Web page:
Here David Warsh speculates on what the new chapter of the Amazon-Walmart rivalry means. Is it good for cities? Is it good for suburbs? Both? The urban vs suburban distinction is no longer useful. Both contain niches and a variety of situations and opportunities.
Here Russ Roberts and his colleagues discuss emergent orders. Mike Munger mentions that cities are emergent orders. Of course. The complexities and the stakes are too great to imagine any other way. Higher high-rise buildings are seen in major cities all the time. It's partly better building technologies (supply) and partly the benefits of location (demand and agglomeration). But it is not "a return to the cities". Think complexities and niches, not urban vs. suburban. The cliche is that cities change slowly. But many people now choose neighborhoods that do not fall on either side of an urban-suburban divide.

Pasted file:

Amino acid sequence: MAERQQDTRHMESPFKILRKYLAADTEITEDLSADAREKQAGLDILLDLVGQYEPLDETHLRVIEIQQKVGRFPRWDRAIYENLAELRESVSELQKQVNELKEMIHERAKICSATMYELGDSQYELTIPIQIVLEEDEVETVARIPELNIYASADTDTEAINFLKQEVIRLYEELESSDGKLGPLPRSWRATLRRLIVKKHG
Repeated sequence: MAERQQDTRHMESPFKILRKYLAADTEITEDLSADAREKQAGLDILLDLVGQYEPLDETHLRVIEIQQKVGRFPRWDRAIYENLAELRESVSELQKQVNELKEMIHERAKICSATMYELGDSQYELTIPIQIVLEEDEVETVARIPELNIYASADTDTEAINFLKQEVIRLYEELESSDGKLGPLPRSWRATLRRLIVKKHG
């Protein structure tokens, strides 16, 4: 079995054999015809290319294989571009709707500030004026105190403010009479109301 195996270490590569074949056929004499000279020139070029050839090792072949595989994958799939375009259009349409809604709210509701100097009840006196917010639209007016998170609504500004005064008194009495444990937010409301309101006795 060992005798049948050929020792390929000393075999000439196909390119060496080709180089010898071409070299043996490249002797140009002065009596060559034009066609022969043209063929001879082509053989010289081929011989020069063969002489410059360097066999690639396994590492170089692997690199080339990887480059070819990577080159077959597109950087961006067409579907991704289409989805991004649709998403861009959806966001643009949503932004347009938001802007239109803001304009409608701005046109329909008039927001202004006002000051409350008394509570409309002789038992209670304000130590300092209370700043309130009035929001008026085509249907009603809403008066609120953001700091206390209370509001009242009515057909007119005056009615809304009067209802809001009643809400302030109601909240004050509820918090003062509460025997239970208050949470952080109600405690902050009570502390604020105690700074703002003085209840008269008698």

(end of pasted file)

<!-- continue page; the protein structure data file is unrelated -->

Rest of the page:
A Whole Foods or similar enterprise can serve any of them. Holman Jenkins writes "Amazon Will Free You From the Minivan ... With his Whole Foods purchase, Jeff Bezos takes aim at groceries -- and car ownership."
Stratechery argues that Amazon with its high-fixed-cost delivery infrastructure has actually bought a customer, Whole Foods and its shoppers.
It's hard to know when and where there are substitutes or complements. Order on-line or walk/bike to Whole Foods to see/touch/feel the melons but have them shipped home?